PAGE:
The Tech - Online EditionMIT's oldest and largest
newspaper & the first
newspaper published
on the web
Boston Weather: 73.0°F | Light Rain

Violence Rampages Rwanda As Leader Is Feared Killed

By Keith B. Richburg
The Washington Post

The tiny central African country of Rwanda appeared yesterday to have descended into chaos. Soldiers and civilians rampaged through the streets of the capital, Kigali, and government ministers reportedly came under attack following the apparent assassination there of Presidents Juvenal Habyarimana of Rwanda and Cyrpien Ntaryamira of neighboring Burundi.

Burundi was calm. But reports from Kigali, where a plane carrying the two leaders was reported to have crashed Wednesday night after coming under hostile fire, said automatic weapons, mortars and heavy machine guns echoed through the city for most of the day beginning at dawn.

The gunfire was concentrated around the presidential palace and in neighborhoods housing government ministries, as rival military factions battled for control and youths roamed the streets armed with machetes and knives, the reports said.

Among the reported dead were Rwanda's prime minister, at least 11 Belgian members of a U.N. peacekeeping force and 17 priests.

Although details were sketchy, the violence suggested a breakdown of a truce reached last year between Rwanda's government, dominated by members of the majority Hutu tribe, and a three-year-old rebel movement of minority Tutsis.

Some reports said many victims in Kigali were Tutsis attacked by Hutu soldiers or civilians who blamed them for Habyarimana's apparent assassination. No reliable information has surfaced yet about the plane's downing, reportedly by a rocket fired as the aircraft was landing after a flight from Dar Es Salaam, Tanzania.

"It's still very chaotic in Kagali," said Pat Johns, coordinator of Africa programs for Catholic Relief Services, which has an office in the embattled capital. "There are reports of a lot of shooting going on, and we have reports of a number of assassinations. The military appears to be using this as an opportunity to go after members of the (government)."

French and Belgian officials said military forces at their bases in Central Africa had been placed on alert and were ready to move into Rwanda to protect the lives of expatriate workers as well as to bolster the U.N. peacekeeping contingent there.

There were persistent reports, from witnesses and diplomats in Kigali, that government ministers were being rounded up by soldiers and some had been executed. Belgian BRTN Radio reported that several ministers and top officials had been killed, and other sources in Brussels and Paris said many government officials had gone into hiding. Kigali's airport remained closed.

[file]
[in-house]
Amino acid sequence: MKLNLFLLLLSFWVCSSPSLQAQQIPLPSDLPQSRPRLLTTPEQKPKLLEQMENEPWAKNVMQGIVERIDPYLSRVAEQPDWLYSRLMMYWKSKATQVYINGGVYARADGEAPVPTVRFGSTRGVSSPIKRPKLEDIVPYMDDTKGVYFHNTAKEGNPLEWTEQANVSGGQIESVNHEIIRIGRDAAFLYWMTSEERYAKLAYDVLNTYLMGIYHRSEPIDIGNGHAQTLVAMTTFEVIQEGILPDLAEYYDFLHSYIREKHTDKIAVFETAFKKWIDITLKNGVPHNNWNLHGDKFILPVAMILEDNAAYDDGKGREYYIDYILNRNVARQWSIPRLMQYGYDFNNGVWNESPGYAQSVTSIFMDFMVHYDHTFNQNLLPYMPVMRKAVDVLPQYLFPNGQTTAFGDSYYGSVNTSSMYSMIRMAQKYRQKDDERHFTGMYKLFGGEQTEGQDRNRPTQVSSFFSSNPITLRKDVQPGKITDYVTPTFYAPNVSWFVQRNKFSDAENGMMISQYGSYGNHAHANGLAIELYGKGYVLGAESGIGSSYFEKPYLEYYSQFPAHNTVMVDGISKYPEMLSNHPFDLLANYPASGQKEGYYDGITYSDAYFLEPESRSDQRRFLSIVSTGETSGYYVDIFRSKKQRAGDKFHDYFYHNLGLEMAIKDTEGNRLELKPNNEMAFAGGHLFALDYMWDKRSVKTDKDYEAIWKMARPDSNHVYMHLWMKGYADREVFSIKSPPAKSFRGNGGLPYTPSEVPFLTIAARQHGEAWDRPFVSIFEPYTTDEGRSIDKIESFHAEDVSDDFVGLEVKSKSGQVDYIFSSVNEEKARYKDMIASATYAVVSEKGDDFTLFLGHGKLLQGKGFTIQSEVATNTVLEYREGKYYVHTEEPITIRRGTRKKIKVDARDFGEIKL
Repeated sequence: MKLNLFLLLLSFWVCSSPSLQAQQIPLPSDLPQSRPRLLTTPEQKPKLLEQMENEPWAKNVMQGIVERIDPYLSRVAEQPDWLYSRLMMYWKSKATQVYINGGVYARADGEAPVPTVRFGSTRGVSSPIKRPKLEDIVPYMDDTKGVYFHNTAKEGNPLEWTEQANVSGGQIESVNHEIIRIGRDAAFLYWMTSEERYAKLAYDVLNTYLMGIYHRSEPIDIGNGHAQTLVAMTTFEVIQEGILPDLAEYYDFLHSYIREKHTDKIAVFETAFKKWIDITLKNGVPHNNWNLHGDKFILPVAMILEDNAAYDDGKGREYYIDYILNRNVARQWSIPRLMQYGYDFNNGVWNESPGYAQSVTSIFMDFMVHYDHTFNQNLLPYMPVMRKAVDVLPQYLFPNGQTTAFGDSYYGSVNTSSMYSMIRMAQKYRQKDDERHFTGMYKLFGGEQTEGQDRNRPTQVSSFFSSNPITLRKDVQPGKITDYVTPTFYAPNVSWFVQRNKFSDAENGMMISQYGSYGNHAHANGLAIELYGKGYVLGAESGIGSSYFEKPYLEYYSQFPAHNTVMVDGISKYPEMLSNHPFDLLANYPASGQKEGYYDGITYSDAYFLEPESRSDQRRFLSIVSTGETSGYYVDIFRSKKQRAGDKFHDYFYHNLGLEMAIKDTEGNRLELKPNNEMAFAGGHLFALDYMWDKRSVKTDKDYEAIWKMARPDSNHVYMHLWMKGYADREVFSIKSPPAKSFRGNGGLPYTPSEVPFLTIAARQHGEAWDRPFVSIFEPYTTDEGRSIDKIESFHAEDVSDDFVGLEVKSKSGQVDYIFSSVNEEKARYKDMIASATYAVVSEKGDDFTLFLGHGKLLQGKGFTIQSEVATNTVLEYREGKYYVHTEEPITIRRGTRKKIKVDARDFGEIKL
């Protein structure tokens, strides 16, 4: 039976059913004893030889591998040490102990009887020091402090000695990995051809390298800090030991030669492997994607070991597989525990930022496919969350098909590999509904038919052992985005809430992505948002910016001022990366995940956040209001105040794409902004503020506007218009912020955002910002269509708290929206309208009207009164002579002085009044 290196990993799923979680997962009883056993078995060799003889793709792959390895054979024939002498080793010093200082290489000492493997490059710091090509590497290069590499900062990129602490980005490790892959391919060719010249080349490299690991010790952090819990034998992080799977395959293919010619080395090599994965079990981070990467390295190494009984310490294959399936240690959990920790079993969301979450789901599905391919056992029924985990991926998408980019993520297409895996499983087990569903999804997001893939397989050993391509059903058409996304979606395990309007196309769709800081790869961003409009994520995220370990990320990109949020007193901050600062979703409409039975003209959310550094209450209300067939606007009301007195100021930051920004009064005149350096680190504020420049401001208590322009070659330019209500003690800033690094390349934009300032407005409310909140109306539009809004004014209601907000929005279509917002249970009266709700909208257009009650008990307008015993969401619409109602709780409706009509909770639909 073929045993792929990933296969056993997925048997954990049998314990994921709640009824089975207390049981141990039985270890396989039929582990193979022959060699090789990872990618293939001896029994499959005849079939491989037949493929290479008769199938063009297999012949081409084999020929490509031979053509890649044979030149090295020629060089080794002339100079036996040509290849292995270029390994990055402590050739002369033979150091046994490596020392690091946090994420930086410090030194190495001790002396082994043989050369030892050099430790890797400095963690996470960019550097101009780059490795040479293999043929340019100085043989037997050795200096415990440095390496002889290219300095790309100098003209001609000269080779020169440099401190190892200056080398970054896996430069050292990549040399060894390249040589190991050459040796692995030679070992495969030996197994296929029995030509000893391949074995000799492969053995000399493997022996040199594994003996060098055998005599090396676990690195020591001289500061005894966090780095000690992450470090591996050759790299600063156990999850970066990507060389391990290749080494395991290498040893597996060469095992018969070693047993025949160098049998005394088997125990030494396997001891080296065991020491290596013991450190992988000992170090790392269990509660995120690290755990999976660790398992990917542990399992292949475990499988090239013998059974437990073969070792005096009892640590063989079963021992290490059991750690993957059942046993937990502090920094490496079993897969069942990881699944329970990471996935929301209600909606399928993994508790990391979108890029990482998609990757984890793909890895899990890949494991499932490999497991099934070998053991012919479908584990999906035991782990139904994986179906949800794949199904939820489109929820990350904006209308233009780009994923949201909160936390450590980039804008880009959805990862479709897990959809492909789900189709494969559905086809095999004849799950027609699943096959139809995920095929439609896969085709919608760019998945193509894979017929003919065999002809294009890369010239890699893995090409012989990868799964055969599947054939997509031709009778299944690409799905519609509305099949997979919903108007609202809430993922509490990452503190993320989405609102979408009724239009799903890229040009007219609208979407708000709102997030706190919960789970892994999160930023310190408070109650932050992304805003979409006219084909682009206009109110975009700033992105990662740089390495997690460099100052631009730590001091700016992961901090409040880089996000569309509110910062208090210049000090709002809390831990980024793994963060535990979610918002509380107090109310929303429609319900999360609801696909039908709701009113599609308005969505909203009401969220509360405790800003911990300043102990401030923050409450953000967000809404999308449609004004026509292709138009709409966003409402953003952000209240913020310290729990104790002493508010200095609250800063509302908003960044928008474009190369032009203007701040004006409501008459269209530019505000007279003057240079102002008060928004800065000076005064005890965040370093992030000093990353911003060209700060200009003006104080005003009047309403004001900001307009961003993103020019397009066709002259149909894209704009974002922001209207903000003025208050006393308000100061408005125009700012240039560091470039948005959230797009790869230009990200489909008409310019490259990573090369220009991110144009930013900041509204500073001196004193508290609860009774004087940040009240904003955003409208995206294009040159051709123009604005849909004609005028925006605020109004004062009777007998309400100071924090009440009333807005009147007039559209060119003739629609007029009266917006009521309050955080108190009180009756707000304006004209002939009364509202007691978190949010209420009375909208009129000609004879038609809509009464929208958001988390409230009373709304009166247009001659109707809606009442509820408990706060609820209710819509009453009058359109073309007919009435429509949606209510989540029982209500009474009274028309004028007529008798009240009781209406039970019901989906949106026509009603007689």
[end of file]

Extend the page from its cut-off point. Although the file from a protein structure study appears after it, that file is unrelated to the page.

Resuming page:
A group of journalists who tried to enter on a charter flight were diverted to neighboring Uganda. Telephone communication to Rwanda was extremely difficult, and many of the specific reports of violence in the capital could not be confirmed. But those who were in contact with Kigali painted a picture of a city out of control.

In New York, Chinmaya Gharekhan, a top U.N. official, said Presidential Guard troops, whose loyalty apparently is only to Habyarimana, had raided the homes of several opposition leaders and kidnapped them and their families.

Among the reported hostages were the president of Rwanda's constitutional court and the president of the National Assembly, and there were unconfirmed reports they had been killed.

Prime Minister Agathe Uwilingiyimana also is presumed dead, although Gharekhan said the United Nations had not received any eyewitness confirmation of her execution yesterday morning, reportedly by Presidential Guard soldiers.

Uwilingiyimana, one of Africa's first female prime ministers, was a Tutsi appointed by Habyarimana last July in what was seen as a gesture that he was ready to make concessions to the rebel Tutsi force.

According to a U.N. situation report, the prime minister had sought refuge inside a compound of the U.N. Development Program, and the U.N. commander, Brig. Gen. Romeo Dallaire of Canada, dispatched armored personnel carriers to rescue her. But "under the rules of engagement, they did not use force to get through, especially since U.N. (headquarters) had instructed the commander that (peacekeepers) should fire only in self-defense," the report said. The prime minister's guards were "overpowered and she was taken away and reportedly killed in another spot," it said.